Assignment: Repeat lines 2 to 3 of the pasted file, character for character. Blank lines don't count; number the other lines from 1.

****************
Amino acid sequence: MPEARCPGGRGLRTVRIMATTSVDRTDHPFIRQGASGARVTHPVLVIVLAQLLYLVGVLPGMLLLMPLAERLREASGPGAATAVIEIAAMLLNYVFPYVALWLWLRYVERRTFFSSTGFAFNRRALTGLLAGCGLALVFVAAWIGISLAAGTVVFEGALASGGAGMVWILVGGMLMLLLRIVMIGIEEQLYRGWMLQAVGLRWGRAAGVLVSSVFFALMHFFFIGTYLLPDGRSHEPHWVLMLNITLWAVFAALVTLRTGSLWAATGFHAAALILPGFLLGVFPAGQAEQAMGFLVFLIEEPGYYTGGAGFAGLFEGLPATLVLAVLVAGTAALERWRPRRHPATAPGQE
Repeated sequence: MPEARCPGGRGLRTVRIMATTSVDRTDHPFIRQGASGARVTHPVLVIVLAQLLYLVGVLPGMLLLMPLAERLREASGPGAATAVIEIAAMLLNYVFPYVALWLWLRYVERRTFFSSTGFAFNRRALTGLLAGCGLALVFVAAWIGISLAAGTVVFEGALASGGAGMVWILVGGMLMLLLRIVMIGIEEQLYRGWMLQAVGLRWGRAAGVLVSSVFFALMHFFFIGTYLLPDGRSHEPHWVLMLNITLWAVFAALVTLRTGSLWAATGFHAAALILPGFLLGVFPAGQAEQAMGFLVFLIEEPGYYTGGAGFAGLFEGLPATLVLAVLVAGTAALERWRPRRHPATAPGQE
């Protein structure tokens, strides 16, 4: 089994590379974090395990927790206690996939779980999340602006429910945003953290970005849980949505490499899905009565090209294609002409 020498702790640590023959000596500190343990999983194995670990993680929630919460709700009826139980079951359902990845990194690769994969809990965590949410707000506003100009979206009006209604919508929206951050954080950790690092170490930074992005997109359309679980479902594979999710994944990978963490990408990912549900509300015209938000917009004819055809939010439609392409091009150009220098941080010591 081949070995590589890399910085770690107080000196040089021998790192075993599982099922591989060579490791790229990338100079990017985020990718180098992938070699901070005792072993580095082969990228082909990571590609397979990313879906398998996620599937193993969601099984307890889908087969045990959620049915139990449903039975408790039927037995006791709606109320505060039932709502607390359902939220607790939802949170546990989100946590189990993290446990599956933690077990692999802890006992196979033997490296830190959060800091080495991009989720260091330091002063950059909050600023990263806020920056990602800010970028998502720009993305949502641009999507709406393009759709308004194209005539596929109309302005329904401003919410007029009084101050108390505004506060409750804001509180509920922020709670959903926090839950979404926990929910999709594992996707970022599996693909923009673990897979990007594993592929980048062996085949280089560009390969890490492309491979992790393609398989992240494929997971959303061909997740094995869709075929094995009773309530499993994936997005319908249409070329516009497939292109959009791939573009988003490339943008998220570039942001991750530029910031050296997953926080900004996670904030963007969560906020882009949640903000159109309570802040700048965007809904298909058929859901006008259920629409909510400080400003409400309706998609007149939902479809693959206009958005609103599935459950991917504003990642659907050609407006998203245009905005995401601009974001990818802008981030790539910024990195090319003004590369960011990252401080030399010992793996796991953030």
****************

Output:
Repeated sequence: MPEARCPGGRGLRTVRIMATTSVDRTDHPFIRQGASGARVTHPVLVIVLAQLLYLVGVLPGMLLLMPLAERLREASGPGAATAVIEIAAMLLNYVFPYVALWLWLRYVERRTFFSSTGFAFNRRALTGLLAGCGLALVFVAAWIGISLAAGTVVFEGALASGGAGMVWILVGGMLMLLLRIVMIGIEEQLYRGWMLQAVGLRWGRAAGVLVSSVFFALMHFFFIGTYLLPDGRSHEPHWVLMLNITLWAVFAALVTLRTGSLWAATGFHAAALILPGFLLGVFPAGQAEQAMGFLVFLIEEPGYYTGGAGFAGLFEGLPATLVLAVLVAGTAALERWRPRRHPATAPGQE
């Protein structure tokens, strides 16, 4: 089994590379974090395990927790206690996939779980999340602006429910945003953290970005849980949505490499899905009565090209294609002409 020498702790640590023959000596500190343990999983194995670990993680929630919460709700009826139980079951359902990845990194690769994969809990965590949410707000506003100009979206009006209604919508929206951050954080950790690092170490930074992005997109359309679980479902594979999710994944990978963490990408990912549900509300015209938000917009004819055809939010439609392409091009150009220098941080010591 081949070995590589890399910085770690107080000196040089021998790192075993599982099922591989060579490791790229990338100079990017985020990718180098992938070699901070005792072993580095082969990228082909990571590609397979990313879906398998996620599937193993969601099984307890889908087969045990959620049915139990449903039975408790039927037995006791709606109320505060039932709502607390359902939220607790939802949170546990989100946590189990993290446990599956933690077990692999802890006992196979033997490296830190959060800091080495991009989720260091330091002063950059909050600023990263806020920056990602800010970028998502720009993305949502641009999507709406393009759709308004194209005539596929109309302005329904401003919410007029009084101050108390505004506060409750804001509180509920922020709670959903926090839950979404926990929910999709594992996707970022599996693909923009673990897979990007594993592929980048062996085949280089560009390969890490492309491979992790393609398989992240494929997971959303061909997740094995869709075929094995009773309530499993994936997005319908249409070329516009497939292109959009791939573009988003490339943008998220570039942001991750530029910031050296997953926080900004996670904030963007969560906020882009949640903000159109309570802040700048965007809904298909058929859901006008259920629409909510400080400003409400309706998609007149939902479809693959206009958005609103599935459950991917504003990642659907050609407006998203245009905005995401601009974001990818802008981030790539910024990195090319003004590369960011990252401080030399010992793996796991953030």